Genius Tips From a Couple Who Keeps 95 Plants Alive—In 300 Square Feet

Genius Tips From a Couple Who Keeps 95 Plants Alive—In 300 Square Feet

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Adrienne Breaux
May 25, 2018
(Image credit: Sam Binger)

It's impressive enough that Samantha and Brendan Binger were able to fit their stuff, three dogs, and two cats in their home RV... and make the space look warm, lovely and homey. But did you notice all those plants?! Sam says there are an amazing 95 plants present (and that's NOT including "all the succulents packed into terrariums"). Being able to keep 95 plants happy and healthy in a tiny, MOVING home signifies a plant master in my book, so I asked her for some plant care tips, both for mobile and stationary homes!

(Image credit: Sam Binger)

Apartment Therapy: What plants work best?

Samantha Binger: This has taken quite a bit of trial and error to determine, but we've found that cacti, succulents, and snake plants work best for our lifestyle. Pothos and philodendron variety plants are also great because they are low-light compatible and low-maintenance.

(Image credit: Sam Binger)

AT: How do they not fall over and get jostled around?

SB: When we pack up to move to a new location, ninety percent of the pack-up is moving plants around. Some plants are packed into our sinks, some are packed into boxes, and others just stay where they are depending on the location. We had a few mishaps in our first couple months of traveling, but all the plants have since traveled safely and securely for the past year or so.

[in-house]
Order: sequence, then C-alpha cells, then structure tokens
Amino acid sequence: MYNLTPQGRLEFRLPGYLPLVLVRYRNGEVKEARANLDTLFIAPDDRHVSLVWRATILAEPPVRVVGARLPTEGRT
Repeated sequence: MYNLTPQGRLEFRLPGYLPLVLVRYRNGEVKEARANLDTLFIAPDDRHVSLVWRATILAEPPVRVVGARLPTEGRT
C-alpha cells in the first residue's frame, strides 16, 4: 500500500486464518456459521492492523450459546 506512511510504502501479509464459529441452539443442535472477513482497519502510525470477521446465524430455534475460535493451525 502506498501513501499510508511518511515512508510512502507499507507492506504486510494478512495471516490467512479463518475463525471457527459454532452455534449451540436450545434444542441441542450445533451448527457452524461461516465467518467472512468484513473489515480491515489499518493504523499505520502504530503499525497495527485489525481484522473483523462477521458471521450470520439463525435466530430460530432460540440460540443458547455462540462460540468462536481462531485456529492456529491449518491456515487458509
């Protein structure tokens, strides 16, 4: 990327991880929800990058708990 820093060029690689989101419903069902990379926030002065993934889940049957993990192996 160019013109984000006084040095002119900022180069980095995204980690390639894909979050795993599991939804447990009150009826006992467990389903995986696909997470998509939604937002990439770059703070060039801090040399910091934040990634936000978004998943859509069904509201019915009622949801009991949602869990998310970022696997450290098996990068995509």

"I would suggest doing research on the plants you are interested in before buying them, to avoid unnecessary waste."


AT: Any tips for caring for plants on the move?

SB: The biggest challenge with plant care on the move is the changing climates. Since humidity is constantly changing, it is difficult to have a set schedule for watering. It can also be difficult to keep our tropicals happy if the humidity is too low. To combat these issues, we have a mini-humidifier in the same window as all of our tropical plants (in our bedroom), to give them consistent conditions, and we also have a device that tests the moisture of the soil so we know the best time to water. Without these, I'm not sure we could successfully keep tropical plants on the road.

(Image credit: Sam Binger)

AT: Doesn't the sun change and affect the plants?

SB: When we move, the position of the sun also changes, which can be a bit of a challenge. Because of the way our solar panels are set up, we generally park with our front window receiving the most sun. This window can receive full sun anywhere from four to 10 hours per day, so this is where we store all of our sun-loving plants, such as our cacti and succulents. Our bedroom plant window is home to all of our low-light and tropical plants, so we are sure to keep the shade closed during the sunniest part of the day to avoid burning. We leave it open when there is indirect sunlight coming through, since this is the type of light that causes tropical plants to thrive.

(Image credit: Sam Binger)

AT: Any plant care/buying tips for small spaces? (mobile or not)

SB: I would suggest doing research on the plants you are interested in before buying them, to avoid unnecessary waste. We generally avoid any plants that are listed as difficult to care for, since we know these will most likely be even harder to care for in the RV.

We also utilize the various tools mentioned above (humidifier, moisture-tester) to make sure that our plants are being properly watered. Lastly, we prefer to buy plants from small and local nurseries, as they tend to be higher quality. We have purchased several sick plants from Lowe's and Home Depot, which ended up infecting other plants. When we buy from a garden center or a nursery, we generally know that we are getting a quality plant that was well-cared for prior to purchase.

Thanks Samantha! See more of their amazing mobile home in their full house tour.

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